via Real Wood Siding

The many styles and options of wood siding are what other, competing materials such as Vinyl, Fiber Cement, Engineered Wood and other synthetic materials routinely mimic. Wood though, has a natural beauty that is very hard to match, and yet, with that comes the need for ongoing maintenance.

Two decades ago, wood siding used to be the #1 option for residential siding in America, and historically it has ruled over all others. But, not anymore. According to the 2015 U.S. Census data, Stucco and Vinyl are at the top, while wood has declined to just 3% of all new-single family homes having such cladding. Wood still offers much versatility, decent insulation and installation that doesn’t necessarily require as much expertise as some other siding options.

Pricing Information – Part 1

The labor costs for installing wood siding, particularly bevel and board-and-batten planks, is comparatively low (compared to fiber cement siding). A handyman can do the job, as can a do-it-yourselfer. Like all home improvement projects, a professional contractor will handle installation more efficiently and provide warranties on their service.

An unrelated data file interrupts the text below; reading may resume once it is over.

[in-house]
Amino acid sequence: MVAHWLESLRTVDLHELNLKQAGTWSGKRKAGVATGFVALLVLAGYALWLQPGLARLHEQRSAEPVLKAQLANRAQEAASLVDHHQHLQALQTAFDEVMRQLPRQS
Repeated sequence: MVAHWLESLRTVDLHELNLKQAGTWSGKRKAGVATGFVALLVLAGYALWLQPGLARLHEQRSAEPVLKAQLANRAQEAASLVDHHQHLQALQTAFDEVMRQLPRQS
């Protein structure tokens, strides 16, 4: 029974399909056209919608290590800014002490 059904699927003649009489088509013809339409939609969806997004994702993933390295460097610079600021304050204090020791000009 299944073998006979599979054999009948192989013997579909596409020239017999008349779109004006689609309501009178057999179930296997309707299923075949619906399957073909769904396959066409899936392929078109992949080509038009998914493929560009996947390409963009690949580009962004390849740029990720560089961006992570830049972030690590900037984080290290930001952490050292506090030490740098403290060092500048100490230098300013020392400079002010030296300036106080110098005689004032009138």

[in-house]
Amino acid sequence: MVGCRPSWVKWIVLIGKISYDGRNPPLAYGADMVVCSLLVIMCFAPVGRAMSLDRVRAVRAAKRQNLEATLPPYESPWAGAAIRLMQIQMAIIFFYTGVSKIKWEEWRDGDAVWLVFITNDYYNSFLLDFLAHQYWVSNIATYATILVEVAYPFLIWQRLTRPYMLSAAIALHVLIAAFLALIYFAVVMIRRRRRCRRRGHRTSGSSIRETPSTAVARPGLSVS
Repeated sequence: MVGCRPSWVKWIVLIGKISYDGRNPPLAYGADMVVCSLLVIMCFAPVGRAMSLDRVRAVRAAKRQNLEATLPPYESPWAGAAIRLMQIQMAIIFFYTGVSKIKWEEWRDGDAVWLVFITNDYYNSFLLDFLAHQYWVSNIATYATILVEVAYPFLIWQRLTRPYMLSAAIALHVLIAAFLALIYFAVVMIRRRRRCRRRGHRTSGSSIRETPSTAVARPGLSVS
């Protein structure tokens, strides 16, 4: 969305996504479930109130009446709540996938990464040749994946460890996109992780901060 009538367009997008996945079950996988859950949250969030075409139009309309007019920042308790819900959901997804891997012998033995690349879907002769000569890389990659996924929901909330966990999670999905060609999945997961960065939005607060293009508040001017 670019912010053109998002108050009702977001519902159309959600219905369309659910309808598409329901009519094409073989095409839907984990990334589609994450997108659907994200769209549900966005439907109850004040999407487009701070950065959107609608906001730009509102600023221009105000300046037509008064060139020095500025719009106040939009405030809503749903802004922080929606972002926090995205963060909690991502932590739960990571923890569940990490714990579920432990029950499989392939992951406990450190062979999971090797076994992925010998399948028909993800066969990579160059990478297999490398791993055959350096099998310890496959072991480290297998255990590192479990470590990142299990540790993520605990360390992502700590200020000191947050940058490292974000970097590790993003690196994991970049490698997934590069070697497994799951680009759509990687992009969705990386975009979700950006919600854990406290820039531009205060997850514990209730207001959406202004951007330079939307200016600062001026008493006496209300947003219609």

Wood siding averages between $4.00 and $14.00 per sq. ft. installed. Split log would be on the upper portion of this range, board-and-batten on the lower end with bevel in the middle. Lots of factors impact the costs for wood siding which we’ll address below.

A typical two bedroom sized home will generally cost between $9,000 and $30,000 for wood siding installed by a professional contractor. That’s for all 3 materials included, which is why the range is so great. If we break down the prices by type of style, it helps understand project costs more acutely.


Continue reading “Wood Siding Options, Costs, and Pros and Cons – Wood Siding Cost Estimates”

BIPV Solar Shingles Cost – PV Redux – Solar Roof in 2017

Material Costs plus Labor Costs = Total Installation Charges

The axiom for all home improvement projects. Yet, for the solar shingle market, this helps to remember, especially with what is on the immediate horizon.

Wait, What’s A Solar Shingle?